Irrigation by Crop in the Continental United States From 2008 to 2020

N/ACitations
Citations of this article
31Readers
Mendeley users who have this article in their library.

This article is free to access.

Abstract

Agriculture is the largest user of water in the United States. Yet, we do not understand the spatially resolved sources of irrigation water use (IWU) by crop. The goal of this study is to estimate crop-specific IWU from surface water withdrawals (SWW), total groundwater withdrawals (GWW), and nonrenewable groundwater depletion (GWD). To do this, we employ the PCR-GLOBWB 2 global hydrology model to partition irrigation information from the U.S. Geological Survey Water Use Database to specific crops across the Continental United States (CONUS). We incorporate high-resolution input data on agricultural production and climate within the CONUS to obtain crop-specific irrigation estimates for SWW, GWW, and GWD for 20 crops and crop groups from 2008 to 2020 at county spatial resolution. Over the study period, SWW decreased by 20%, while both GWW and GWD increased by 3%. On average, animal feed (alfalfa/hay) uses the most irrigation water across all water sources: 33 from SWW, 13 from GWW, and 10 km3/yr from GWD. Produce used less SWW (43%), but more GWW (57%), and GWD (27%) over the study time-period. The largest changes in IWU for each water source between the years 2008 and 2020 are: rice (SWW decreased by 71%), sugar beets (GWW increased by 232%), and rapeseed (GWD increased by 405%). These results present the first national-scale assessment of irrigation by crop, water source, and year. In total, we contribute nearly 2.5 million data points to the literature (3,142 counties; 13 years; 3 water sources; and 20 crops).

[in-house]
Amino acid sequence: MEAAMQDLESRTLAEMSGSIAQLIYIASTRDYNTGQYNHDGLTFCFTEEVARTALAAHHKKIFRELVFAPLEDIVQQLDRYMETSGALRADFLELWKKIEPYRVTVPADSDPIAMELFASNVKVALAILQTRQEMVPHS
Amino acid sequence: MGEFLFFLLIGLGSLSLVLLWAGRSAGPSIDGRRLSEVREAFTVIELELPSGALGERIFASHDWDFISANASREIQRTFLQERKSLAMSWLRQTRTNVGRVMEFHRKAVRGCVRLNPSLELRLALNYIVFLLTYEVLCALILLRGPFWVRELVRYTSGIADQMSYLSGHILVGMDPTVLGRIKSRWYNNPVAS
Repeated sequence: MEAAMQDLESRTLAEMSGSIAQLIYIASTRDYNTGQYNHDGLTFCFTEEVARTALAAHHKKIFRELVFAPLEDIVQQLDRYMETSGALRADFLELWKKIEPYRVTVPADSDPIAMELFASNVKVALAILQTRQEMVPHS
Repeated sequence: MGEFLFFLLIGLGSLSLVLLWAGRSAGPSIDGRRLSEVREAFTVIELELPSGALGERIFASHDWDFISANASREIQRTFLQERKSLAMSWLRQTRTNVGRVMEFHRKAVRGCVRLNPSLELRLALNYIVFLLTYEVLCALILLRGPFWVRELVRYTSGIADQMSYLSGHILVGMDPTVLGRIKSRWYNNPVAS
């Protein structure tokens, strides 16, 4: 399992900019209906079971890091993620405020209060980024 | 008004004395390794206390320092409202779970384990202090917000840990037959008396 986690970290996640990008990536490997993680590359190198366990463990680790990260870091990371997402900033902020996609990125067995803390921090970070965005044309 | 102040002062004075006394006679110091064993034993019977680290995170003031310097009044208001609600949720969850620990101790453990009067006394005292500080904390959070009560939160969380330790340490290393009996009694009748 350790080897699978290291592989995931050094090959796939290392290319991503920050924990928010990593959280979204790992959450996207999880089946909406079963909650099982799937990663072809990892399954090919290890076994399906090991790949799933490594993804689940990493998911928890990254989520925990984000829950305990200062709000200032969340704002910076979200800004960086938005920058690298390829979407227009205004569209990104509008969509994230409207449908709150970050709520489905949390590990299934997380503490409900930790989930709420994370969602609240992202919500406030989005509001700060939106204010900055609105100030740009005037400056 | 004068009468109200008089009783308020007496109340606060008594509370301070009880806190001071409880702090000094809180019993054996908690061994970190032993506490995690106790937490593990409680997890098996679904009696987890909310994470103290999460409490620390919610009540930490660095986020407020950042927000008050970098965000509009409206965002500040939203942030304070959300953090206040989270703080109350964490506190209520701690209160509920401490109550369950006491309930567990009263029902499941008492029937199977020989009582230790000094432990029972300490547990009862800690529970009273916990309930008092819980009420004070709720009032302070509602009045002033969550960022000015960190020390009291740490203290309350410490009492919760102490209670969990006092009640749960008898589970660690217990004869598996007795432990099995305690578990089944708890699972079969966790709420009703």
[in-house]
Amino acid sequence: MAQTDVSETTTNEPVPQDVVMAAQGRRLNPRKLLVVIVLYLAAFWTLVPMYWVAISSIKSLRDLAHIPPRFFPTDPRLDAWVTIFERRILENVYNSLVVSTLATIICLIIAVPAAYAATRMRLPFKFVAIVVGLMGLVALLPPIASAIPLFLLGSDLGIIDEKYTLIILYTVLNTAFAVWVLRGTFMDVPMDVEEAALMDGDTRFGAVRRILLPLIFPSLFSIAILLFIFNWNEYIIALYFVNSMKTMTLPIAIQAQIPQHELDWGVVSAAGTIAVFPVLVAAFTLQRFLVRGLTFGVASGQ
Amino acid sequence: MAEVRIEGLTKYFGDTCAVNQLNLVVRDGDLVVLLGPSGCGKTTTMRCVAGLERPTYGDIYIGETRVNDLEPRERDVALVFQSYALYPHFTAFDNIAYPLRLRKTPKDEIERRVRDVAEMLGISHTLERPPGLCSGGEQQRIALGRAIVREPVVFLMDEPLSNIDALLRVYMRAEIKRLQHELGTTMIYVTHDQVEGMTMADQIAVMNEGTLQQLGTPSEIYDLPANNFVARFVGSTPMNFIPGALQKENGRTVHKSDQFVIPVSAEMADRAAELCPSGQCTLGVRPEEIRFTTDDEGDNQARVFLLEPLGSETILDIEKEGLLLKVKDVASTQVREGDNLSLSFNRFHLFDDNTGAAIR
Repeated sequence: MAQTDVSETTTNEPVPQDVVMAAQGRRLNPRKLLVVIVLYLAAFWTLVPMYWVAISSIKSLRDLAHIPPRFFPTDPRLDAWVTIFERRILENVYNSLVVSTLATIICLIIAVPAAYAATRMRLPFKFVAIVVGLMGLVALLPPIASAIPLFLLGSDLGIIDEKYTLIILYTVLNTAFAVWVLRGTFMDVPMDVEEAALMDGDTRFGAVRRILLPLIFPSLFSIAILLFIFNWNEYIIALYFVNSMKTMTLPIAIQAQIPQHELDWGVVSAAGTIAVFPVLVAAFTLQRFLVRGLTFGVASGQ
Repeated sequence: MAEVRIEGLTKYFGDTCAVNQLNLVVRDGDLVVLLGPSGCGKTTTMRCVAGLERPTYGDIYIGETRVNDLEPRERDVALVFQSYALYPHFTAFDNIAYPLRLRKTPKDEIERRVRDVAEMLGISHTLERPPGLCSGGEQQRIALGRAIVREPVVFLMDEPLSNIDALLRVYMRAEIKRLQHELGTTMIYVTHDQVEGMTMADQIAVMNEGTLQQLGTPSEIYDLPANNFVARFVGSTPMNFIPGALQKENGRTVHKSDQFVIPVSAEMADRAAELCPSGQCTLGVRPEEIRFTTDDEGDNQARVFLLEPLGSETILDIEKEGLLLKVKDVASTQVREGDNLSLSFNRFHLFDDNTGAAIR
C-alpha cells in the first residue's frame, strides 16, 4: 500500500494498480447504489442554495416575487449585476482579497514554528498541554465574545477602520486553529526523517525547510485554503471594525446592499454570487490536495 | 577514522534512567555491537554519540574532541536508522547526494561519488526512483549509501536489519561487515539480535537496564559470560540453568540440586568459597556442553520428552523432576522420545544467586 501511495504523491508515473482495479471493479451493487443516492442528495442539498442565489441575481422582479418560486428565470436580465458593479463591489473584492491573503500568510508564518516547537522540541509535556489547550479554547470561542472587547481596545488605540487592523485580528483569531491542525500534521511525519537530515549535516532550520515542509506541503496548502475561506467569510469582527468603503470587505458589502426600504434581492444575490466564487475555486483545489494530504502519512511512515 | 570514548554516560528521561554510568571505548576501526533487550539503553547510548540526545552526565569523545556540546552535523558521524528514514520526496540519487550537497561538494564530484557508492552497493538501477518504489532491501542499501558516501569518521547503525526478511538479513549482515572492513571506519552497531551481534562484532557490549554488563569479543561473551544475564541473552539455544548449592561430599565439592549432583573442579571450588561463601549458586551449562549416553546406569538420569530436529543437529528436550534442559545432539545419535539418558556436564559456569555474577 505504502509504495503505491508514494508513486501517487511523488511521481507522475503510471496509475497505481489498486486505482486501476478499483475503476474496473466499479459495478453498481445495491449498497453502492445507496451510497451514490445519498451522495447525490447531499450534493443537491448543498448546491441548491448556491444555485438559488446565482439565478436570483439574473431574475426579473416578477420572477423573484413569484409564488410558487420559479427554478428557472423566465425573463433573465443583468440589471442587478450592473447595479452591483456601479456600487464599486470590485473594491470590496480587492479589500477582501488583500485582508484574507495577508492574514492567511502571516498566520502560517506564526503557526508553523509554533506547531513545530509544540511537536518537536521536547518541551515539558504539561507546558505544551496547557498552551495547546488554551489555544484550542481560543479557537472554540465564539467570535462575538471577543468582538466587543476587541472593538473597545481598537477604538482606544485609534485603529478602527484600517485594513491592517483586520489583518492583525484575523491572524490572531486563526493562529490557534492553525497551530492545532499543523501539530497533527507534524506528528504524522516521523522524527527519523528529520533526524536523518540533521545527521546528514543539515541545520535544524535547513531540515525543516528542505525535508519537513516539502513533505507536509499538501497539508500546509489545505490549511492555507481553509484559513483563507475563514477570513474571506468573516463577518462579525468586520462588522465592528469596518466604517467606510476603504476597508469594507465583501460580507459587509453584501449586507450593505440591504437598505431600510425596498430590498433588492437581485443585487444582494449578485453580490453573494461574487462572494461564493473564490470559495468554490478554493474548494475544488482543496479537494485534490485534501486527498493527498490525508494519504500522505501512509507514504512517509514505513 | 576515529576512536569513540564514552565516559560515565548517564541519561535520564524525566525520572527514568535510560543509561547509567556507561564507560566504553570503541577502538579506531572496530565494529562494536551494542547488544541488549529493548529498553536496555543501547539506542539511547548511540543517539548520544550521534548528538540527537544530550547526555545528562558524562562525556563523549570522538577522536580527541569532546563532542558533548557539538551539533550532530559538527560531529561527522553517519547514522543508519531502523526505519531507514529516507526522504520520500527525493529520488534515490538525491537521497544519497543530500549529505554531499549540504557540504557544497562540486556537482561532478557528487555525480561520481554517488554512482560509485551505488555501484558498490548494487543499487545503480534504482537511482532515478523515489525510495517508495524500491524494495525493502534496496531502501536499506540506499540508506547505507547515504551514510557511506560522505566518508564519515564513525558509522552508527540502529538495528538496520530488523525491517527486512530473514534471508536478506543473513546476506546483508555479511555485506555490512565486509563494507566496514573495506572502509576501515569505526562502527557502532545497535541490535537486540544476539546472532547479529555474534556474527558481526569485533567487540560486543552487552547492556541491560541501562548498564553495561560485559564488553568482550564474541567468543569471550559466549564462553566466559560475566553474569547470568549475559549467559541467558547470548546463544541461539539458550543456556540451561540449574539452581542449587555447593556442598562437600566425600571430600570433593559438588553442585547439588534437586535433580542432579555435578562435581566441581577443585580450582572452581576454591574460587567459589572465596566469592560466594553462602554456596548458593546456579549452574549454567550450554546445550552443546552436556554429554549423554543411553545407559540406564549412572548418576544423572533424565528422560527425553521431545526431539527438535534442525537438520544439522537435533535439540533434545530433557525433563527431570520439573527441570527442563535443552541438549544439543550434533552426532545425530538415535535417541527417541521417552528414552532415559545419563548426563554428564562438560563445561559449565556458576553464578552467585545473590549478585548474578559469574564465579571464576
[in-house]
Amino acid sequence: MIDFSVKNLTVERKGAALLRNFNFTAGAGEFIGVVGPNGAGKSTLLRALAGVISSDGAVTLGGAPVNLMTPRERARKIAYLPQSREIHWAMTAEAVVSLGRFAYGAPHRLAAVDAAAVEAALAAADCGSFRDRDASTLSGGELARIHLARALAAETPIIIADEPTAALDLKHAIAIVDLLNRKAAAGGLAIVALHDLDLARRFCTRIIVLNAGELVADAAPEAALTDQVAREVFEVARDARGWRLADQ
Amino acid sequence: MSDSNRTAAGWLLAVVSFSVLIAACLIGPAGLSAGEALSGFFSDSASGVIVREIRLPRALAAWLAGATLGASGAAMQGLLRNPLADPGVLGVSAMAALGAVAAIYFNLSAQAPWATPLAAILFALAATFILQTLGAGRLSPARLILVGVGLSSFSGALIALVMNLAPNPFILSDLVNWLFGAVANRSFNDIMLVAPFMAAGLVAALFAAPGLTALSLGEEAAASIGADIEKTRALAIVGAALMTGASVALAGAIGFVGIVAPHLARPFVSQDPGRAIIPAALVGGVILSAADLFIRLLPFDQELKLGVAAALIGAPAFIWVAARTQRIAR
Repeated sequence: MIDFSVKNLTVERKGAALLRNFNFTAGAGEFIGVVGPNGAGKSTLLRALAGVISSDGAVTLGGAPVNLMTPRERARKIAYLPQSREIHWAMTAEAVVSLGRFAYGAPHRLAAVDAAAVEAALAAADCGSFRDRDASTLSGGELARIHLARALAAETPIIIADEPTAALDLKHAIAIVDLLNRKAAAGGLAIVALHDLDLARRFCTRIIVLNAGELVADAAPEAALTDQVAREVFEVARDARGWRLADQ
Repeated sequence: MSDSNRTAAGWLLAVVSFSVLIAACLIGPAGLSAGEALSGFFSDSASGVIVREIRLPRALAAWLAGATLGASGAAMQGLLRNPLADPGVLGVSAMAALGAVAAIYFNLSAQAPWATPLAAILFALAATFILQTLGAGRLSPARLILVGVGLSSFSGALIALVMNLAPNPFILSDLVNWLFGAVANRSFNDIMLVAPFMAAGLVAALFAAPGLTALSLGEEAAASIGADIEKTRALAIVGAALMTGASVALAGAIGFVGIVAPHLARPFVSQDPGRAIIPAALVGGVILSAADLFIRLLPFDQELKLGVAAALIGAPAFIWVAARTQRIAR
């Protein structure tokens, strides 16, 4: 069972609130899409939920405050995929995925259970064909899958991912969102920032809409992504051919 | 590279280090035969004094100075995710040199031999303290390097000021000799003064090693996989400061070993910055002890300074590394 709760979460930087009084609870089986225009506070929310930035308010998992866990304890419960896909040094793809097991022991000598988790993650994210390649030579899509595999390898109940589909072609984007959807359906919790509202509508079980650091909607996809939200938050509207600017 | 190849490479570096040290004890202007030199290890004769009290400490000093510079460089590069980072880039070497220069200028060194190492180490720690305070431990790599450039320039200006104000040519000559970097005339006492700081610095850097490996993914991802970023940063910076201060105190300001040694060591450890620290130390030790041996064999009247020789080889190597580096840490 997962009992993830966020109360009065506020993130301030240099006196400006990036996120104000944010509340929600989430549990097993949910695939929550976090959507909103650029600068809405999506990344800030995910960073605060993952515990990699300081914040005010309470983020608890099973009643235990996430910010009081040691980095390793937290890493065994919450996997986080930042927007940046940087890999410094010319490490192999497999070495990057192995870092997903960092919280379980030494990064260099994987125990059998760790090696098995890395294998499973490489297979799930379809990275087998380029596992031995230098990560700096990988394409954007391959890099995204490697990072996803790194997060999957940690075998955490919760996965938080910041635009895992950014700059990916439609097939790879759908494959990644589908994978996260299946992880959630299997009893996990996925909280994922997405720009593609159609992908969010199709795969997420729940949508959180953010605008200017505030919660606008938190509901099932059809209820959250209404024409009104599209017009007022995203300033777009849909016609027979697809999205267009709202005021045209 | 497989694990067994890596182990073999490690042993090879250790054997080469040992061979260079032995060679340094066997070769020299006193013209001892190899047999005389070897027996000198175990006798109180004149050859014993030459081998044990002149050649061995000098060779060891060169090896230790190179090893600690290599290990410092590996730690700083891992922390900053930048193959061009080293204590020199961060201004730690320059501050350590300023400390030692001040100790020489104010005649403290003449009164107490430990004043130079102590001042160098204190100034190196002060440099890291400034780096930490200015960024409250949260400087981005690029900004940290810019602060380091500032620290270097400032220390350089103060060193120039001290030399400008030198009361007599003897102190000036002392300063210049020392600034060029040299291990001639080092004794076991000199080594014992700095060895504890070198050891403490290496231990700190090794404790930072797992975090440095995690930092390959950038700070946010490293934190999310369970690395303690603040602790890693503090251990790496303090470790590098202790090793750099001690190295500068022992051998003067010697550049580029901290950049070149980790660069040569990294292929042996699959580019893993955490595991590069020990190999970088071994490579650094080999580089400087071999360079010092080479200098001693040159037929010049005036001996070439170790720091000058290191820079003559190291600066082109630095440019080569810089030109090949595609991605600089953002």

Cite

CITATION STYLE

APA

Ruess, P. J., Konar, M., Wanders, N., & Bierkens, M. (2023). Irrigation by Crop in the Continental United States From 2008 to 2020. Water Resources Research, 59(2). https://doi.org/10.1029/2022WR032804

Register to see more suggestions

Mendeley helps you to discover research relevant for your work.

Already have an account?

Save time finding and organizing research with Mendeley

Sign up for free